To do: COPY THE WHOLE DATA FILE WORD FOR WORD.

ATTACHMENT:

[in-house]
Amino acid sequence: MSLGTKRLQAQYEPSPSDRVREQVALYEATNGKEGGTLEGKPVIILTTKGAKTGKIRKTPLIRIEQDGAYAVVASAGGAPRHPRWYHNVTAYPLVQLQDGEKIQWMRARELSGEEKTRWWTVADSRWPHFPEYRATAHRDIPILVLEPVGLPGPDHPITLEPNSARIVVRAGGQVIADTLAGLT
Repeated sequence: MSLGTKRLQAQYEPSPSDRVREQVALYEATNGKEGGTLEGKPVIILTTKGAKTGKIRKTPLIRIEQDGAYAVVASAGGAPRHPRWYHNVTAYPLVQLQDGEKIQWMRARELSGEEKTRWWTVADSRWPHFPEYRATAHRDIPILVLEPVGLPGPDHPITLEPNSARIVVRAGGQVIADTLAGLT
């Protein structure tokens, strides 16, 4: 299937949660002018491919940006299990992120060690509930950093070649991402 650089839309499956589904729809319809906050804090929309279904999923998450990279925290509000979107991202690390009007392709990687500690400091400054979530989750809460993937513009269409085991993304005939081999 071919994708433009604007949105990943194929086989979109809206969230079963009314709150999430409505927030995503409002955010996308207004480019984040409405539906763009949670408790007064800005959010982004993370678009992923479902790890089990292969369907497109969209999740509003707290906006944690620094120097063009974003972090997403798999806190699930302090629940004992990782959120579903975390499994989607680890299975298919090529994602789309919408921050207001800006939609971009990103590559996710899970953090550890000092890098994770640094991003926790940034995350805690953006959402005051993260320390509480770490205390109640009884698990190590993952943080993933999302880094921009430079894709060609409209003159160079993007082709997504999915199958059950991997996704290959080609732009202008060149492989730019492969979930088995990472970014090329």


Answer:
[in-house]
Amino acid sequence: MSLGTKRLQAQYEPSPSDRVREQVALYEATNGKEGGTLEGKPVIILTTKGAKTGKIRKTPLIRIEQDGAYAVVASAGGAPRHPRWYHNVTAYPLVQLQDGEKIQWMRARELSGEEKTRWWTVADSRWPHFPEYRATAHRDIPILVLEPVGLPGPDHPITLEPNSARIVVRAGGQVIADTLAGLT
Repeated sequence: MSLGTKRLQAQYEPSPSDRVREQVALYEATNGKEGGTLEGKPVIILTTKGAKTGKIRKTPLIRIEQDGAYAVVASAGGAPRHPRWYHNVTAYPLVQLQDGEKIQWMRARELSGEEKTRWWTVADSRWPHFPEYRATAHRDIPILVLEPVGLPGPDHPITLEPNSARIVVRAGGQVIADTLAGLT
């Protein structure tokens, strides 16, 4: 299937949660002018491919940006299990992120060690509930950093070649991402 650089839309499956589904729809319809906050804090929309279904999923998450990279925290509000979107991202690390009007392709990687500690400091400054979530989750809460993937513009269409085991993304005939081999 071919994708433009604007949105990943194929086989979109809206969230079963009314709150999430409505927030995503409002955010996308207004480019984040409405539906763009949670408790007064800005959010982004993370678009992923479902790890089990292969369907497109969209999740509003707290906006944690620094120097063009974003972090997403798999806190699930302090629940004992990782959120579903975390499994989607680890299975298919090529994602789309919408921050207001800006939609971009990103590559996710899970953090550890000092890098994770640094991003926790940034995350805690953006959402005051993260320390509480770490205390109640009884698990190590993952943080993933999302880094921009430079894709060609409209003159160079993007082709997504999915199958059950991997996704290959080609732009202008060149492989730019492969979930088995990472970014090329």